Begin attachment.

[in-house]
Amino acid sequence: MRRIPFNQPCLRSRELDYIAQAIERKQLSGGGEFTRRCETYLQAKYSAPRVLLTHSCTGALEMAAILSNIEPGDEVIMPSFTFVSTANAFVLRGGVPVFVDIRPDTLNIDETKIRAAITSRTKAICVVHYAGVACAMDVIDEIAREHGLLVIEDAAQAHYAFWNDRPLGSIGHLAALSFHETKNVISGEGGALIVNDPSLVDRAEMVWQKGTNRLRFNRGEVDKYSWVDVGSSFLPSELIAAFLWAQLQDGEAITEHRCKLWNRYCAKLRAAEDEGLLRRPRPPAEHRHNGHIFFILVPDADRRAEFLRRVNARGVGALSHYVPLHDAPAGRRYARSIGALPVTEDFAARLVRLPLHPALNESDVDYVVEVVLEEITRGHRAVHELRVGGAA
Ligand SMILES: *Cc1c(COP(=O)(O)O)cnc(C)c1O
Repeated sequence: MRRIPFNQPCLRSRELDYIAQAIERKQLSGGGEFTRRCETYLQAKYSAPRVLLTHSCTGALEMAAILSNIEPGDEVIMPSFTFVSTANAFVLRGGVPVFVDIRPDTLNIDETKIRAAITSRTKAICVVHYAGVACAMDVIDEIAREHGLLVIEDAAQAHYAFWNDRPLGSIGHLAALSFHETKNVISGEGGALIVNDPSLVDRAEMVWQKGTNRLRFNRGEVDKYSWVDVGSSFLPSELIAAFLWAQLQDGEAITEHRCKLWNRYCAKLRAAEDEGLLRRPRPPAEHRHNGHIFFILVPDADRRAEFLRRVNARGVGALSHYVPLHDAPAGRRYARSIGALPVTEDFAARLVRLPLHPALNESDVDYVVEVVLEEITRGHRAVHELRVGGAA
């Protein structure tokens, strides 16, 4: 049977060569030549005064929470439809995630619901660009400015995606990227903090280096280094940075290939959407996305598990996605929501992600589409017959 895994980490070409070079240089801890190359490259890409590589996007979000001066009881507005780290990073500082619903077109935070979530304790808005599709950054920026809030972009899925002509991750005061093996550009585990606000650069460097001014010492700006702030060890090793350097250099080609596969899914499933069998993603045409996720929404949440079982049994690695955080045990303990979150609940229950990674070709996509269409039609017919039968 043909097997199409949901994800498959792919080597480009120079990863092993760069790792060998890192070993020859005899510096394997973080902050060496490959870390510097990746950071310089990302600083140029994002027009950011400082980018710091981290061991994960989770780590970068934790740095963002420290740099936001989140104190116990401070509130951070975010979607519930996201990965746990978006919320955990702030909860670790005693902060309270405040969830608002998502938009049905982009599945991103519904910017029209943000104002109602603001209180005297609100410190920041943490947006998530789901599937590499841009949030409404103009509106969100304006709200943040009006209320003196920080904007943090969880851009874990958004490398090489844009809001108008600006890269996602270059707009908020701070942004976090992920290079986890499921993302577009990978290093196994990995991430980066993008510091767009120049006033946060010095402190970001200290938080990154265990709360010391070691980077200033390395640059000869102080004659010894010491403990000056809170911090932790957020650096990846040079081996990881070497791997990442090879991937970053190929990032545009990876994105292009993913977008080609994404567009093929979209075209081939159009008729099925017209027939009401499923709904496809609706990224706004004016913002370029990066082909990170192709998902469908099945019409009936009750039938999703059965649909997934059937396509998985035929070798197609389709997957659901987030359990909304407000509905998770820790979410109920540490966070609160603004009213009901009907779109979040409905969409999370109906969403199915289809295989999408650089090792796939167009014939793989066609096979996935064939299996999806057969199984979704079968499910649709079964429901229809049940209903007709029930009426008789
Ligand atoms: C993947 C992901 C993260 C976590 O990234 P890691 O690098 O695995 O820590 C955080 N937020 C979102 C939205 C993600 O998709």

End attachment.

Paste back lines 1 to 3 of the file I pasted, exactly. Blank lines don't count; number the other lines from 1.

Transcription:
[in-house]
Amino acid sequence: MRRIPFNQPCLRSRELDYIAQAIERKQLSGGGEFTRRCETYLQAKYSAPRVLLTHSCTGALEMAAILSNIEPGDEVIMPSFTFVSTANAFVLRGGVPVFVDIRPDTLNIDETKIRAAITSRTKAICVVHYAGVACAMDVIDEIAREHGLLVIEDAAQAHYAFWNDRPLGSIGHLAALSFHETKNVISGEGGALIVNDPSLVDRAEMVWQKGTNRLRFNRGEVDKYSWVDVGSSFLPSELIAAFLWAQLQDGEAITEHRCKLWNRYCAKLRAAEDEGLLRRPRPPAEHRHNGHIFFILVPDADRRAEFLRRVNARGVGALSHYVPLHDAPAGRRYARSIGALPVTEDFAARLVRLPLHPALNESDVDYVVEVVLEEITRGHRAVHELRVGGAA
Ligand SMILES: *Cc1c(COP(=O)(O)O)cnc(C)c1O